• It's made more obvious by the fact that in the catalog, it's named the "White Rabbit Bubble Blower". Subtle, EAxis, subtle.
  • There's a scene in Snatcher where Gillian ends up looking shocked with fluid dripping down his face after seeing an underage girl naked.
  • At the end of Sonic Adventure 2, Sonic and Shadow use the power of the Chaos Emeralds to transform into their super forms. The hand motions the two characters make to focus their power before their transformation look very similar to masturbation.
  • In Soulcalibur V, the protagonist's sister Pyrrha is framed for murder and consequently attacked by a mob of townspeople- townspeople who, just a day ago, fully believed she was part of their community. Also, the protagonist himself, Patroklos, considers it his "holy" duty to slaughter anyone he even suspects of being 'malfested', regardless of their pleas or proof to the contrary. Oh, and all of this takes place in medieval times.
    Patroklos: "They're not even human! They're demons who have sold their souls to the Devil!"
  • Street Fighter:
    • M. Bison's neutral standing animation in the original games. Made even worse in SNK vs. Capcom.
    • For Urien, a lot of his win quotes in 3rd Strike are... rather suggestive.
      "Pounding on you is satisfying, but I need something more..."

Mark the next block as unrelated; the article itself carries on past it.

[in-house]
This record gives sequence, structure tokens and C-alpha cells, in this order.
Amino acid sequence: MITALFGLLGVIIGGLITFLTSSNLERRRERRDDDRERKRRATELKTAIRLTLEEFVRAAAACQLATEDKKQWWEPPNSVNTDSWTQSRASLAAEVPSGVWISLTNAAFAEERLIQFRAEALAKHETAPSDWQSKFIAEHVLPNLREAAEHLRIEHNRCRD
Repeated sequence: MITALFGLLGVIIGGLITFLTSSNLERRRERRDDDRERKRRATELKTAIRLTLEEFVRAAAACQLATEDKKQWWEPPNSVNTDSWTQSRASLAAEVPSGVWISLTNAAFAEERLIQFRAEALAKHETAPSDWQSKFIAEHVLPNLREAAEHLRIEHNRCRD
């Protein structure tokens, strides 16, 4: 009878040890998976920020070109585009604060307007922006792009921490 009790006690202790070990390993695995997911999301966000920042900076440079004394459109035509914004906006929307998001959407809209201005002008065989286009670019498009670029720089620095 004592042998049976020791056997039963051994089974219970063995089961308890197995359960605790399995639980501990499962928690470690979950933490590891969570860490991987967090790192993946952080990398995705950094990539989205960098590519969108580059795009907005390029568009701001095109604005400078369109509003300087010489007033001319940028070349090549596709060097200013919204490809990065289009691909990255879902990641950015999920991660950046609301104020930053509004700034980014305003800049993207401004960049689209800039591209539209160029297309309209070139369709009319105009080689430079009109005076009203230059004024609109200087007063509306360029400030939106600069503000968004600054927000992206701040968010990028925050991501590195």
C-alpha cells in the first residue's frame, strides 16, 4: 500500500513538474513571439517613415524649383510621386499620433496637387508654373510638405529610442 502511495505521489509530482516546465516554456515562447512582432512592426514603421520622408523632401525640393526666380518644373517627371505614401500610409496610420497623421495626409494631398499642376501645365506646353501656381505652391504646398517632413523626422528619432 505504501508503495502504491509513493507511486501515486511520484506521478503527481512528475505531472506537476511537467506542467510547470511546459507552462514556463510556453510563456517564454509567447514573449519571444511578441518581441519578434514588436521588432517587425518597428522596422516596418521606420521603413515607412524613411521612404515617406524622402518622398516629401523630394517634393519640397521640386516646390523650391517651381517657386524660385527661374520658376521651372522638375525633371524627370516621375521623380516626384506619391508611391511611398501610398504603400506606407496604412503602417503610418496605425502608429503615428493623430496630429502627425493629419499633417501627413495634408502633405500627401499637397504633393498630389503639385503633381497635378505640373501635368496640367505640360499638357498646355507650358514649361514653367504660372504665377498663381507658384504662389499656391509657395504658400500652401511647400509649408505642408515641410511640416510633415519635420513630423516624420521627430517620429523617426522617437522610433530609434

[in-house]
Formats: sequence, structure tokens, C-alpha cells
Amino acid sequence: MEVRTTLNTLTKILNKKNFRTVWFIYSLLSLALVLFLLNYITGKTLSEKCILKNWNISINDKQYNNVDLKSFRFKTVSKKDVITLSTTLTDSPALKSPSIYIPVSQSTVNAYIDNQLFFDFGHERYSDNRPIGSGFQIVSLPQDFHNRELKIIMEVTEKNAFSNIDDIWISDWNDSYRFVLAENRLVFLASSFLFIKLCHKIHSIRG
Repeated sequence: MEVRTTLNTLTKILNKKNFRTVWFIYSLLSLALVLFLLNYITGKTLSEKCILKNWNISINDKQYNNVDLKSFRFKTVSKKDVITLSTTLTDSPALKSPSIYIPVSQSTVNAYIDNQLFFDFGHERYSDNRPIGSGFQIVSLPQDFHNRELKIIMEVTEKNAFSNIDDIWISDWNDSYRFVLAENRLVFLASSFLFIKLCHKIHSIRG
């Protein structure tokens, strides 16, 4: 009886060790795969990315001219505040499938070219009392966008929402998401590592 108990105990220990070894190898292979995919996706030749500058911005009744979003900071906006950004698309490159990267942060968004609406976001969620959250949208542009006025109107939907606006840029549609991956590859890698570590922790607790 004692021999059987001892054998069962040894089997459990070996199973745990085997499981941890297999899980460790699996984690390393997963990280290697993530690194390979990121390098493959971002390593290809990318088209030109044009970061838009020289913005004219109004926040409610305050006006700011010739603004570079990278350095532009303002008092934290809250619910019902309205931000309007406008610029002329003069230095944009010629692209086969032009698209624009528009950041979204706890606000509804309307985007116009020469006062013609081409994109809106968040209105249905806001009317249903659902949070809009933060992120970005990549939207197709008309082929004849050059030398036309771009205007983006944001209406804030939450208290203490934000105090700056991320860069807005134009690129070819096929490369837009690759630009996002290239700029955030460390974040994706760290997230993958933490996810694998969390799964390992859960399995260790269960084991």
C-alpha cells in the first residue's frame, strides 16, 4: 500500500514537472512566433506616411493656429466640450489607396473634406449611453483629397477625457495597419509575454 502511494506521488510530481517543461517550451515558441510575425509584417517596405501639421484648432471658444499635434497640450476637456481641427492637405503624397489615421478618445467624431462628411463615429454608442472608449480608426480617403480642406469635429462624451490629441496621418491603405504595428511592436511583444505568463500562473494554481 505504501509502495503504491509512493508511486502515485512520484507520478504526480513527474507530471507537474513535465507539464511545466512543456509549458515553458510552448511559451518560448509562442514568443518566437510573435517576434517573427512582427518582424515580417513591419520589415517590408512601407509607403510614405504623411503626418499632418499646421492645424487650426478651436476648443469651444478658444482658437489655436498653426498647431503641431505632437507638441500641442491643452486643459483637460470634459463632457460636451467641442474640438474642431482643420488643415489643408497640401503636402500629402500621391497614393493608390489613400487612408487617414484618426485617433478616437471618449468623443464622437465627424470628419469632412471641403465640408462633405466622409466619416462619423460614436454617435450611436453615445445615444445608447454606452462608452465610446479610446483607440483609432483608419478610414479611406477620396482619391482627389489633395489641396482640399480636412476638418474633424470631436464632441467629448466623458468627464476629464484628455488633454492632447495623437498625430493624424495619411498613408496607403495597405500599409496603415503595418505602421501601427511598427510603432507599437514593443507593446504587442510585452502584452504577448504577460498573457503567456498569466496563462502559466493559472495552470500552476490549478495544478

"Your inferior vital fluids are tainting the ground! Clean it up!"
      "Lie there as long as you want. I've had my fun with you."
      "That's right... kneel before me! How do you like the view now?!"
  • The World of Mana's persecution of Norma is already akin to Nazi Germany and the concentration/death camps. But their interaction with the AD world in Super Robot Wars V relates to particular "rogue states" such as North Korea and Iran. They're tyrannical to the point their bad PR makes them isolationist. Yet, they're recognized as members of certain international groups and possess a large army, if not equipped with horribly outdated weapons. Internally, they sponsor terrorism with anti-Norma sentiment (See the Martian Successors and the Asian Mafia for example) and possess or attempt to possess Weapons of Mass Destruction to annihilate their enemies (The Dawn Pillar and Ragna-mails). Moreover, they're run by egotists with a delusional populace brainwashed by propaganda and a Shadow Dictator watching over them.
  • In the Super Smash Bros. games where Mr. Game & Watch is a playable character, his neutral A attack consists of him spraying his opponent with an insecticide sprayer. Unfortunately, said sprayer is shaped vaguely like a penis and he holds it a groin level. Even more unfortunately, when he attacks the sprayer is being pumped with great vigor and a cloud of "insecticide" is spurting from the tip.
    • This is spoofed in this this scene. "Pumping" starts about 2 minutes into the movie.
  • S.W.I.N.E.: General Irontusk leads a coup and takes over the Republic of Pigs with the people loudly celebrating it. Some governmental elements holed up in Pigsburg are quickly eradicated then the city is renamed in honor of the new leader. Next, the pigs cross the border without declaration of war and invade Carrotland, successfully doing a blitzkrieg and taking over everything except the capital, Rabbipolis. However, the rabbits retaliate and turn around the outcome of the war. In the English version, the pigs have German accents while the rabbits have French. I wonder what inspired them...
  • Tales Series: